OCEAN WAVE ENERGY_1_ by pptfiles



There are three types of wave energy generators:
Floats or Pitching Devices These generators produce energy from a bobbing or pinching action from a floating object. They are mounted on a device that is fixed to the ocean floor. Oscillating Water Columns These generators produce energy from the wave, the driving and falling motion of the water in a cylindrical shaft, the rising and falling of the water column drives air into the shaft powering a turbine

Wave surge or Focusing Devices These generators produce energy from a shore mounted structure, that channels water into an elevated reservoir, using standard hydropower technologies to power and generate electricity

Ocean wave energy technologies rely on the up-and-down motion of waves to generate electricity. These technologies are relatively new to this day and age, however, installations have been built or are under construction in a number of countries, including Scotland, Portugal, Norway, the U.S.A., China, Japan, Australia and India. In Australia at present there is a plan for an Oscillating Water Column to be built on the East Coast of Australia, this project is still being explored and will soon be up and running in 2004-05. This generator will provide the people of NSW with some of their power as a trial until further exploration of the project is complete.

Ocean Wave Energy Generators must be set up in ideal locations, where there is consistent sized swell. The structural system of the generator must be extremely strong to with stand the mass power of the ocean.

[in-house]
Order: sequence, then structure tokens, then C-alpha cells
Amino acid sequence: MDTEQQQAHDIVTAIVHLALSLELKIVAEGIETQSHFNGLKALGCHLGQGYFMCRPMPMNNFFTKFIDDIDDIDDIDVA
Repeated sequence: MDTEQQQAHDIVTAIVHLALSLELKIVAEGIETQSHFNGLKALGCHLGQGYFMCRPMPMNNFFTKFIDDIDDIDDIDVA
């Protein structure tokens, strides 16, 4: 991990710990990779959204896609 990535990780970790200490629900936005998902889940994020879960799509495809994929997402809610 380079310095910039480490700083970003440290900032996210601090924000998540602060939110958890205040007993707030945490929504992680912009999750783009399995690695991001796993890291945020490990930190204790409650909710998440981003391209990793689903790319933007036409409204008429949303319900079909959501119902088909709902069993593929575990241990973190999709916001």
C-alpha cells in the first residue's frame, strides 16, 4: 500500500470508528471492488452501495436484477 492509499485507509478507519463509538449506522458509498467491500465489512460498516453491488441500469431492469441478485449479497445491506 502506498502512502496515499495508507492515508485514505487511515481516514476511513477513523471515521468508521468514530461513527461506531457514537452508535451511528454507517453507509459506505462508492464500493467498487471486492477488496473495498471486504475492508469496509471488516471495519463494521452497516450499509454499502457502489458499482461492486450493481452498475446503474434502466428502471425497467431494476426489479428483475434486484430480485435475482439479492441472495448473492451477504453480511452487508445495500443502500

The proposed wave generator for NSW is a Oscillating Water Column. In an oscillating water column (OWC) installation, waves enter a fixed structure (the column) at one end. The water pressure forces air up the column and past a specially designed turbine, causing the turbine to spin. A generator connected to the turbine produces electricity. As the wave retreats, the air in the column is decompressed and drawn down past the turbine once again.
Energetech's OWC design features a parabolic wall that focuses the incoming wave, maximizing its height and the pressure it exerts on the air in the column therefore energy is produced. A unique turbine design increases generation efficiency. Energetech is currently installing a 500 kilowatt (kW) offshore OWC system at Port Kembla, New South Wales, Australia.

Wave Energies good points for being a good source of energy Truly Renewable Most consistent of the intermitted energy sources non-emitting endless supply environmentally friendly Wave energy bad points being a source of energy expensive

Power is produced at a cost which is very competitive when compared to wind and solar power. Moderately good waves will produce electricity at about 15 cents per kWh. Wind power ranges from 10-30 cents per kWh and solar can cost up to 90 cents per kWh. In an ideal wave climate, the cost is comparable to electricity generated in coal-fire power stations. It avoids the need for diesel, and in some cases, can reduce costs by a factor of five. Between 100kW and 1 MW could be generated by one Energetech installation. With an average household using about 0.5kW per day, this would be enough to supply the normal requirements of between 200 and 2000 homes.

Ocean wave energy is a very good environmentally friendly source and will defiantly be very useful for the future. Thanks for looking at my GREAT POWER POINT

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